Editor’s Note: With the new Standard Format in 2016 for Hearthstone, we highly recommend going for cards in the Classic set and Whispers of the Old Gods (Standard Format). Here are budget guides, also from Sheng, to get you started!
- Budget Standard Standard C’Thun Druid
- Budget Standard Midrange Hunter
- Budget Standard C’Thun Mage
- Budget Standard Aggro Paladin
- Budget Standard C’Thun Priest
- Budget Standard C’Thun Rogue
- Budget Standard Midrange Shaman
- Budget Standard Zoo Warlock
- Budget Standard Combo Warrior
Greetings, I’m Sheng, a Legend rank constructed and 7.5 win-average arena player. I run HearthstoneCoaching.com where our coaches have helped students around the world reach many of these same achievements.
If you’re new to Hearthstone, or just have a limited collection of cards—I feel your pain. It is often difficult to find cheap but viable decks to play on the Hearthstone ladder. Given this dilemma, I’ve set out to help those of you with a limited collection by creating budget decks for each class.
- Reach Level 10 to unlock all of the Basic cards for this class.
- Complete the Naxxramas, Blackrock Mountain, and League of Explorers expansions.
- Midrange Druid is a tempo-oriented deck whose goal is to out-value opponents through the course of the game using efficient minion trading and spells. Its primary win condition is savage-roar, and spells like innervate and wild-growth give Druid the ability to put out large threats several turns before opponents can answer them efficiently.
Minions – 18
- The Zombie Chow is strictly an early game minion used to pressure your opponent’s board early. The goal of casting a Zombie Chow onto the board early is to trade with your opponent’s more expensive minions before its deathrattle becomes a liability. There’s very little downside to killing off your own Zombie Chow when your opponent is close to full health, but playing him later in the game might just put your opponent out of reach if he has a way to deal with it.
- The Ooze is a great little card that has an incredible battlecry against more than half the classes in the game (Hunter, Paladin, Rogue, Shaman, Warrior). His 3/2 body for 2 mana passes the Vanilla Test, and there’s no downside to playing him even if the battlecry doesn’t destroy a weapon.
- This spider is our counter to aggressive decks that like to drop multitudes of 1 health minions. He’s a mini harvest-golem that spawns two 1/1 tokens instead of a single 2/1 token. The spawned tokens become nice targets for buffs.
2x mounted-raptor — New!
- Mounted Raptor is a mini piloted-shredder. Its ability to spawn a 1 cost minion after it dies is especially beneficial in our deck, as it leaves behind a minion that can be buffed by savage-roar.
- The Yeti is the benchmark on which all other 4 mana minions are compared. Not only does he pass the Vanilla Test with flying colors, he trades favorably with most other 2, 3, and 4 mana minions. The Yeti has no downsides and is a welcome sight whether you’re behind or ahead in the game.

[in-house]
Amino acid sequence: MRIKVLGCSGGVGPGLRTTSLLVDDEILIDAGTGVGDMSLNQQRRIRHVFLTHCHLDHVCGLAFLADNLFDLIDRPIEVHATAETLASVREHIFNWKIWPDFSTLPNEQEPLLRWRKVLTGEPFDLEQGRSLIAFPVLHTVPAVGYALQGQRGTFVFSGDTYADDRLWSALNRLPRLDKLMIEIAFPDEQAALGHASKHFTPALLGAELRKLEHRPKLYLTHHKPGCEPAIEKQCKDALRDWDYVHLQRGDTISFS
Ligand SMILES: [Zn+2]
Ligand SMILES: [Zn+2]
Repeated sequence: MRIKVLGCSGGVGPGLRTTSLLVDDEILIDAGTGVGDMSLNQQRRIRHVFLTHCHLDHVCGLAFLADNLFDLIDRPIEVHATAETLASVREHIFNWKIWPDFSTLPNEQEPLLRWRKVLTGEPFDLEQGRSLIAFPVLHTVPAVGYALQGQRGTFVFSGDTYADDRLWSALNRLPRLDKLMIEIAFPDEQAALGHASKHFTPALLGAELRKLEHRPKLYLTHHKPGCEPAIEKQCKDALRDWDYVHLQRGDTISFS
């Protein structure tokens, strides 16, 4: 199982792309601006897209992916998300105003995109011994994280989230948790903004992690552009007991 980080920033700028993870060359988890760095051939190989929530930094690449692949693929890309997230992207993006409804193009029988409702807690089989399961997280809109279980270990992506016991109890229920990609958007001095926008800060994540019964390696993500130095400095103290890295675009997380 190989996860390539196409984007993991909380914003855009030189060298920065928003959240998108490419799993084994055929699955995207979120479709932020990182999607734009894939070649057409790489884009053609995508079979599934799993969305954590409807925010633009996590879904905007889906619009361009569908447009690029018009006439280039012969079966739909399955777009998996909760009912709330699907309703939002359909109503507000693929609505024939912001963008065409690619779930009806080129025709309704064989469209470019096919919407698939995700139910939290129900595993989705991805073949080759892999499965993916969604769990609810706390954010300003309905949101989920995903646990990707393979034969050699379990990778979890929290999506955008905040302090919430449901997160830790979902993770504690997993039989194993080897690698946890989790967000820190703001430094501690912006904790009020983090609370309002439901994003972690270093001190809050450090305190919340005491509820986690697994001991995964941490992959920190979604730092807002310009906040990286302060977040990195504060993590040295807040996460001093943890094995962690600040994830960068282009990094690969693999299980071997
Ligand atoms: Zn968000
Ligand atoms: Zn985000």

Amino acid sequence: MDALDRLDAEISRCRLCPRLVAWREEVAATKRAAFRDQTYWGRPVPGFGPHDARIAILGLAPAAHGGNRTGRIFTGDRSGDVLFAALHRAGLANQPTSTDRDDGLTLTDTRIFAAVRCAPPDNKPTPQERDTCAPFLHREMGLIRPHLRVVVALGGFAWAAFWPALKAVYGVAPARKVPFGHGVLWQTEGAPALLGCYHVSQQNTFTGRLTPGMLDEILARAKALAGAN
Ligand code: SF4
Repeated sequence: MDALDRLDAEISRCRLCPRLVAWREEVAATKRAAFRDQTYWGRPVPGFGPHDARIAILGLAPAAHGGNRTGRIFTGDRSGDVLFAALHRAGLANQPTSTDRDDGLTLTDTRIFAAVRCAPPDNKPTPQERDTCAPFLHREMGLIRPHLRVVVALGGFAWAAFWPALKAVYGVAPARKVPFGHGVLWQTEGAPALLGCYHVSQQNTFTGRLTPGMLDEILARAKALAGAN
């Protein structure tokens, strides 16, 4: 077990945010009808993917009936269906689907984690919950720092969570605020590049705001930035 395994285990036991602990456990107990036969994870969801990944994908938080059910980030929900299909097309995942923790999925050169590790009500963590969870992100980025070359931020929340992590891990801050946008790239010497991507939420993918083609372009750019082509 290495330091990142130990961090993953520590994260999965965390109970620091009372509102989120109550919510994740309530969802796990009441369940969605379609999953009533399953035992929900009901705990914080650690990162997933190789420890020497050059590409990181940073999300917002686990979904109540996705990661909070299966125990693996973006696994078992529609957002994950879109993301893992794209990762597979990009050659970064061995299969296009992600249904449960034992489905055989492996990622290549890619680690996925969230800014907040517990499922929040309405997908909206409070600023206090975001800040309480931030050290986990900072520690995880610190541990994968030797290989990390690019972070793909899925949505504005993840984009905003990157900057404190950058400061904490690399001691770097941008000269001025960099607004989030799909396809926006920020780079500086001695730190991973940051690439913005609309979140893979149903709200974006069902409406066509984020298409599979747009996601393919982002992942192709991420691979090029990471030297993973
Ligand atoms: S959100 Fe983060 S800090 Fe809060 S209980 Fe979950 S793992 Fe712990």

- Taz’dingo! The Sen’jin Shieldmasta trades one point of attack in exchange for taunt, but it’s generally a fair trade. While a Sen’jin won’t 1 hit kill a 4/4 or 3/4 minion, he’ll be able to protect your lower health minions from dying to favorable trades from your opponent, and can be the key to slowing down the game against aggressive rush-down decks.
- Loatheb is an amazing card… when played correctly. 5 mana for a 5/5 is fair, but it’s Loatheb’s ability to shutdown opponent’s spells that makes him so valuable. Play Loatheb on turn 6 before a mage can cast flamestrike on turn 7 and he’ll win you the game.
- If you thought the senjin-shieldmasta was good, well just wait until you see his bigger brother, the Sludge Belcher. Sludge Belcher is an extremely annoying card to deal with, because when he dies, he leaves behind a smaller taunt. This effectively shuts down very aggressive decks, that are generally forced to use silence to get around him. Another benefit to the Sludge Belcher’s deathrattle is his synergy with kelthuzad. Good luck getting past that wall of taunts when both are on the board at the same time!
- The true definition of a big dumb minion. Except actually, now that I think about it, the Boulderfist Ogre may actually be the smartest Ogre in the Hearthstone universe given that he’ll always hit the target you ask him to. For 6 mana, you get a 6/7 minion that isn’t affected by silence, the-black-knight, and big-game-hunter. He’s a workhorse in this deck and does much of the heavy lifting to help you secure games.
- Kel’Thuzad is probably the most win condition in our deck. If you have any semblance of a board going into turn 8, he has a good chance of winning the game for you. His value only goes up when you have deathrattle minions on the board that spawn more minions.
Spells – 12
- Innervate combined with an early 4 mana or 6 mana minion is almost always instant board advantage. In general, you want to save innervate for larger and more expensive minions because of their ability to trade with two or more smaller ones. Remember that when you play innervate, you’re essentially losing a card from your hand, so the loss of card advantage needs to be worth it.